by Ann Handley

From organizing your writing work and adding humor during edits to and choosing the right words and beyond, Everybody Writes is a must-have resource for writing on the web. Beyond the basics, it’s got chapters on blogging, top social media sites, writing emails, and creating web copy too. Personally, I’m a big fan of the chapter that gives me permission to ditch some classic grammar rules to add modern voice and personality to my writing.

Nicely Said: Writing for the Web with Style and Purpose

by Nicole Fenton and Kate Kiefer Lee

Nicely Said is my go-to resource for refreshing my skills on how to write both professionally and warmly for the web. The authors provide lots of real-world examples and share interviews with the people doing the work to cover everything from voice and developing your style guide to building trust with readers. This isn’t a guide for extremely professional writing, but instead is one that helps you find the balance between being a professional who wants to write in a way that invites readers in.

Nudge: Improving Decisions About Health, Wealth, and Happiness

by Richard H. Thaler and Cass R. Sunstein

Nudge is the book for understanding how people make decisions. While you can use it to take a look at your own decision-making process, I found it valuable in considering how a customer makes decisions from the point-of-view of a customer service agent. The book covers how choices are made and how to make better ones, as well as the science behind how the presentation of a choice impacts what we ultimately do. By understanding how to offer a choice to our customers—through which options we provide and how we present them—we can more accurately achieve our desired outcomes.

Dare to Lead: Brave Work. Tough Conversations. Whole Hearts

by Brené Brown

When I need to step back from the details of my work and take some time to reflect and refresh, a Brené Brown book is just the thing. I find the mix of hope and actionable data in each of her books truly helpful. In her latest release, Dare to Lead, she takes on leadership and encourages us to go beyond titles and power, and instead learn to recognize the potential in the people we’re leading. If you’re currently a customer support lead or want to be in the future, this is a must-read.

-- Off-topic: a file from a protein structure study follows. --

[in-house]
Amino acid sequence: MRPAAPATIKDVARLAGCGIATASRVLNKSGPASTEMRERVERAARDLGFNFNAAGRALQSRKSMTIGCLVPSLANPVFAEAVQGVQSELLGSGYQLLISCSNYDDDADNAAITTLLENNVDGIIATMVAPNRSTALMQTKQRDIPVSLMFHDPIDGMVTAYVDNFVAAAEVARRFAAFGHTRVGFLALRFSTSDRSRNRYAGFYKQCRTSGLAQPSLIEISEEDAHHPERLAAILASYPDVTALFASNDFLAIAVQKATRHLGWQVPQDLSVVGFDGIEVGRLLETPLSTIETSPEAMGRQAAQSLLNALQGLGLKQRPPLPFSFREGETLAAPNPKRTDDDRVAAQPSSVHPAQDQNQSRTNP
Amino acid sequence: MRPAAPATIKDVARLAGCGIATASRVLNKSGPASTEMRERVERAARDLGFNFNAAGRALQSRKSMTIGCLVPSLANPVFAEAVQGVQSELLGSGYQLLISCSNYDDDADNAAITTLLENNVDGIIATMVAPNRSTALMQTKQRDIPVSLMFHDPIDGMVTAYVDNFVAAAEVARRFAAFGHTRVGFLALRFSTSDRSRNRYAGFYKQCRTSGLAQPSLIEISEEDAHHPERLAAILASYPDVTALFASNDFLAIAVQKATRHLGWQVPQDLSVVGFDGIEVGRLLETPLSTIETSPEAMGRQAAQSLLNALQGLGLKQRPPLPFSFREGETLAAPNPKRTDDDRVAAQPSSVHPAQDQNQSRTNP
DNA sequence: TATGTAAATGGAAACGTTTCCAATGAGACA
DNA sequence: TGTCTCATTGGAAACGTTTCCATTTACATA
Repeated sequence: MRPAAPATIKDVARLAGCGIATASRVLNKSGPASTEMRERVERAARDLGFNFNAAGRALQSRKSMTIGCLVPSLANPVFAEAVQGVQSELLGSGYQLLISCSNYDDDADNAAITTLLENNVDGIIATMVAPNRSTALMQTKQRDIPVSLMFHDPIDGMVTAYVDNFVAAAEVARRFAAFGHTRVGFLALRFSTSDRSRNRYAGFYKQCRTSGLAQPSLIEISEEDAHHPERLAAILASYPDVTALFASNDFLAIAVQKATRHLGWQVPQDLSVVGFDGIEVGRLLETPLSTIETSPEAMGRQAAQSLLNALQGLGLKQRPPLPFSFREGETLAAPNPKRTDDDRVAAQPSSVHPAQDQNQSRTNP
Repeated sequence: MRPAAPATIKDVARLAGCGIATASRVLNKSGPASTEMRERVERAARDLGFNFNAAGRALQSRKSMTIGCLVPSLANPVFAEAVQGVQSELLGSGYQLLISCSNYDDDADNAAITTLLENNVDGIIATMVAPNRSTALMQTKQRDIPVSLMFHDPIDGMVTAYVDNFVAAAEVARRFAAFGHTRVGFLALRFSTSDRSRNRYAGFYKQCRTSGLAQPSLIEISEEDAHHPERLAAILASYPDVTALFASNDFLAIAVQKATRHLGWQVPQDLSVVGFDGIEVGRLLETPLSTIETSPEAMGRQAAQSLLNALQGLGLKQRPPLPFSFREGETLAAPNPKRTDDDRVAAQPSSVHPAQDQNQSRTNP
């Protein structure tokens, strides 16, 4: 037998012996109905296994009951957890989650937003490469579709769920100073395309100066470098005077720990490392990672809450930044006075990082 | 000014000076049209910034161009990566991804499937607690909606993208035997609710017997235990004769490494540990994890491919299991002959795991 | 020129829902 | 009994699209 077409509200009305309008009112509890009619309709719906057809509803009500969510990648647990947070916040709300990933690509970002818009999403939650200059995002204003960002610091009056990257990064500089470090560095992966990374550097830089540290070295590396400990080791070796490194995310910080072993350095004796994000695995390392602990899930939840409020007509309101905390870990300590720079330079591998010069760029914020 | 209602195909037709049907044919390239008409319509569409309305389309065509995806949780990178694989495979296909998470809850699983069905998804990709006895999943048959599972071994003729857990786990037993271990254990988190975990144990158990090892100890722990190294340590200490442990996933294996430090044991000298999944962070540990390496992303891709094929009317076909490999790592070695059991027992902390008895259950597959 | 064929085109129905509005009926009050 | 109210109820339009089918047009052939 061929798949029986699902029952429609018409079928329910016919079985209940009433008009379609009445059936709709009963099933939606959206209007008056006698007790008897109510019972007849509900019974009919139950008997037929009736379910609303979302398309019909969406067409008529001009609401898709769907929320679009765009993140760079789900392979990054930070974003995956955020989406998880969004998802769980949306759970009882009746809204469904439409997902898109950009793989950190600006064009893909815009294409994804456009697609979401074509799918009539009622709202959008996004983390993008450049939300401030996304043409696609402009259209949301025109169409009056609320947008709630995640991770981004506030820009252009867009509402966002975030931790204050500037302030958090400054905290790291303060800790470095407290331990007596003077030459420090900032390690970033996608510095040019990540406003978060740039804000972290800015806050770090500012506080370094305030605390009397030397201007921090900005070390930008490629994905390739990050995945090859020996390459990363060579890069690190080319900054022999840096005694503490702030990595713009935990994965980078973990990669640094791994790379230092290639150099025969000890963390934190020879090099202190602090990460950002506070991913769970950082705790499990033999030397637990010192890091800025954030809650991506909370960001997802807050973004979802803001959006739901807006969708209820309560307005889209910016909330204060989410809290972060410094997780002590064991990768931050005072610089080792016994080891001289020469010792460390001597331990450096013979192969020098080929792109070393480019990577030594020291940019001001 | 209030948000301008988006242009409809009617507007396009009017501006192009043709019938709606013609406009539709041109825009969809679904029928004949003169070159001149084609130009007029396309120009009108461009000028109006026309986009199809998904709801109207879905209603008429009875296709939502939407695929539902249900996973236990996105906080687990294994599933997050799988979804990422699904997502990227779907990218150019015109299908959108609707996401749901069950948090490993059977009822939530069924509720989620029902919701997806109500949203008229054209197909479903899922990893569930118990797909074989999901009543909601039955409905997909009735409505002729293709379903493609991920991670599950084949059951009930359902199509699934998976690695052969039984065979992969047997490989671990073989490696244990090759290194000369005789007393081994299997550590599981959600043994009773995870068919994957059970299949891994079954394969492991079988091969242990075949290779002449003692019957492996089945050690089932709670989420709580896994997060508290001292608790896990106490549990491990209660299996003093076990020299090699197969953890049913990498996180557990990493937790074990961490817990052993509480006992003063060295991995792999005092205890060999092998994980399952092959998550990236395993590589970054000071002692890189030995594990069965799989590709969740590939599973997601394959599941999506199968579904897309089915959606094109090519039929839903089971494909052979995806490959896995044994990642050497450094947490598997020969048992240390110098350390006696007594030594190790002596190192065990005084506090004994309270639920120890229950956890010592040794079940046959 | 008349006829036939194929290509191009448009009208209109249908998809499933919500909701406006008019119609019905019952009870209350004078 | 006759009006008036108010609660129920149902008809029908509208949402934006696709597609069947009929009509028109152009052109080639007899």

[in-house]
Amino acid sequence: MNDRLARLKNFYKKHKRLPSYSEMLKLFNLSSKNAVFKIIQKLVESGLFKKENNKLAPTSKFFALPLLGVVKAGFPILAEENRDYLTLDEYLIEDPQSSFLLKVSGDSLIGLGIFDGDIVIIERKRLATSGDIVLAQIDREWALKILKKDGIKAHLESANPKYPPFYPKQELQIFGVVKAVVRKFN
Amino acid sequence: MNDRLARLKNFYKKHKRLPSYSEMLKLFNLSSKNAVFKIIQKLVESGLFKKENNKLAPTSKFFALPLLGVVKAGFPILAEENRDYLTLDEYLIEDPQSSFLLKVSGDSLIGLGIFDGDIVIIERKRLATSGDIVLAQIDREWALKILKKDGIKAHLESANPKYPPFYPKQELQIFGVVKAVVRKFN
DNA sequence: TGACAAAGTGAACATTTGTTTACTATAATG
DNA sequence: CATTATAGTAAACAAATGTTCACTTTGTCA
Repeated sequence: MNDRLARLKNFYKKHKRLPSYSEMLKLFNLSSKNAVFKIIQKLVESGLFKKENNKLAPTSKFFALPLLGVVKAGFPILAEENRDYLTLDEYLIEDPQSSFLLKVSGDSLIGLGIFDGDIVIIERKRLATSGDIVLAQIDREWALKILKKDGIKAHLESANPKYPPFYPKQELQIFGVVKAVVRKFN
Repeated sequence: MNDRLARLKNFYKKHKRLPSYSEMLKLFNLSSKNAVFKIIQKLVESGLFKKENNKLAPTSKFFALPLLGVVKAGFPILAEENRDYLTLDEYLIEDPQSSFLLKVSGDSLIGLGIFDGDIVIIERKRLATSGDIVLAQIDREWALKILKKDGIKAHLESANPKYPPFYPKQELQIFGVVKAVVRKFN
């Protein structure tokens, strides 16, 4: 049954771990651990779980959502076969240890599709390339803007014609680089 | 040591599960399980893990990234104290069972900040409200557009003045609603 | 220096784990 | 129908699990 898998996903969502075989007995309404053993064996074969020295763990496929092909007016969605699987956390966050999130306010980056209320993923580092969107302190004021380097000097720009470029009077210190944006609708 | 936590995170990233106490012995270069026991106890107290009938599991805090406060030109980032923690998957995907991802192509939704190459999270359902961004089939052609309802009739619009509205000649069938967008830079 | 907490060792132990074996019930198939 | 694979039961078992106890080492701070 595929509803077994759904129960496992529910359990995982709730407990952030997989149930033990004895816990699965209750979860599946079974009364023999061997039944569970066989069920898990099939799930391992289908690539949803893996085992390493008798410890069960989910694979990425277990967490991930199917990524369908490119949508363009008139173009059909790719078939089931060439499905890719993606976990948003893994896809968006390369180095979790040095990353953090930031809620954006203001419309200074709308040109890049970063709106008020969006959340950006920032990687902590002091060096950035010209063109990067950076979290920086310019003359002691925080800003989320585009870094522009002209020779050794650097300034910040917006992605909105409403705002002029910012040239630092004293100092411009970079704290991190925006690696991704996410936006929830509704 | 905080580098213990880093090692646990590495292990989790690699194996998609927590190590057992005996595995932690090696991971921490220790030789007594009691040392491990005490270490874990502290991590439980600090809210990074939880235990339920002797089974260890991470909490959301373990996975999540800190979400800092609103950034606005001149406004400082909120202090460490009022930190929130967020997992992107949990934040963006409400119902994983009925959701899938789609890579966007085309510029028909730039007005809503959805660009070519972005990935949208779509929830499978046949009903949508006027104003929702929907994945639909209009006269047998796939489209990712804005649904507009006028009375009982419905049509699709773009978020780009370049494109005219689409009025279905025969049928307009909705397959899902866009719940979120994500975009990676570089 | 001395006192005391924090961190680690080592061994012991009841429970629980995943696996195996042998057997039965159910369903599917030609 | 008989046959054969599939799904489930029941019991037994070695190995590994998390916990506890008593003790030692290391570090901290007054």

Technically Wrong: Sexist Apps, Biased Algorithms, and Other Threats of Toxic Tech

by Sara Wachter-Boettcher

Technically Wrong tackles the biases and ethical problems found in tech products we use every day. If you’re curious about what kind of oversights the product you support may suffer from, this book is a solid read to help you learn to identify them. Better understand your customers by knowing the issues built into your product that may be standing in their way. If your organization has diversity-issues, this book is full of reasons to fix them as soon as possible.

The Happiness Advantage: How a Positive Brain Fuels Success in Work and Life

by Shawn Achor

In The Happiness Advantage, Achor takes on the idea that success will make us happy, and instead challenges us to accept that happiness fuels success. The book shows how positivity helps our brains be more engaged, motivated, and resilient and backs it up with science. Instead of waiting on your next promotion to make you happy, consider seeking out happiness now and watching positive changes happen as a result. I don’t know about you, but I’m guilty of thinking some specific change—whether at work through a promotion or in my personal life with something like losing a few pounds—would increase my happiness, but what if being happier is what can truly make those things happen? Read the book and give it a try along with me.

The Culture Code: The Secrets of Highly Successful Groups

by Daniel Coyle

I am—admittedly—a bit obsessed with understanding what makes company culture tick. How is it created? How do you keep it as your organization grows? The Culture Code is a toolkit to help you develop your company’s culture and allows you to peek inside successful culture at several well-known organizations, from the San Antonio Spurs to Upright Citizens Brigade. If you’re in a position to help develop your company’s culture or want ideas for how to improve it as an employee, read this book. Coyle shares tips on common problems to avoid, ideas to make it better, and how to deal with a toxic culture.